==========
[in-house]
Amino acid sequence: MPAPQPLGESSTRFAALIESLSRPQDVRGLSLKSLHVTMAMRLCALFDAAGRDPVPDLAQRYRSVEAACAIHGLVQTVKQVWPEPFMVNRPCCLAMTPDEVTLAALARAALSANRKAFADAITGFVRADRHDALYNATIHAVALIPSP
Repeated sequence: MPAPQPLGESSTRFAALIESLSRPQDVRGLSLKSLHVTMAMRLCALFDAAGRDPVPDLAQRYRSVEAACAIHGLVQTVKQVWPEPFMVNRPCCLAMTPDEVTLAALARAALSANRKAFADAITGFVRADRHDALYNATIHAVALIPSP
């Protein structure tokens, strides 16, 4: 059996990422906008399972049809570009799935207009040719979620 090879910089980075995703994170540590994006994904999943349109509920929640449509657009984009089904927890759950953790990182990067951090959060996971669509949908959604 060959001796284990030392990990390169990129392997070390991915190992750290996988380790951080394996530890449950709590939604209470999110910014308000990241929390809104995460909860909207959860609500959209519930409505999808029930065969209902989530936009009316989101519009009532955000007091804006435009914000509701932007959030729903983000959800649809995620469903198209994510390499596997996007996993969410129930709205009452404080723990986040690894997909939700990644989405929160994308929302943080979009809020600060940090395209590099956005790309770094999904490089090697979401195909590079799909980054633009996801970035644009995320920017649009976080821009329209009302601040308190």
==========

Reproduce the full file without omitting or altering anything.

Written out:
[in-house]
Amino acid sequence: MPAPQPLGESSTRFAALIESLSRPQDVRGLSLKSLHVTMAMRLCALFDAAGRDPVPDLAQRYRSVEAACAIHGLVQTVKQVWPEPFMVNRPCCLAMTPDEVTLAALARAALSANRKAFADAITGFVRADRHDALYNATIHAVALIPSP
Repeated sequence: MPAPQPLGESSTRFAALIESLSRPQDVRGLSLKSLHVTMAMRLCALFDAAGRDPVPDLAQRYRSVEAACAIHGLVQTVKQVWPEPFMVNRPCCLAMTPDEVTLAALARAALSANRKAFADAITGFVRADRHDALYNATIHAVALIPSP
């Protein structure tokens, strides 16, 4: 059996990422906008399972049809570009799935207009040719979620 090879910089980075995703994170540590994006994904999943349109509920929640449509657009984009089904927890759950953790990182990067951090959060996971669509949908959604 060959001796284990030392990990390169990129392997070390991915190992750290996988380790951080394996530890449950709590939604209470999110910014308000990241929390809104995460909860909207959860609500959209519930409505999808029930065969209902989530936009009316989101519009009532955000007091804006435009914000509701932007959030729903983000959800649809995620469903198209994510390499596997996007996993969410129930709205009452404080723990986040690894997909939700990644989405929160994308929302943080979009809020600060940090395209590099956005790309770094999904490089090697979401195909590079799909980054633009996801970035644009995320920017649009976080821009329209009302601040308190």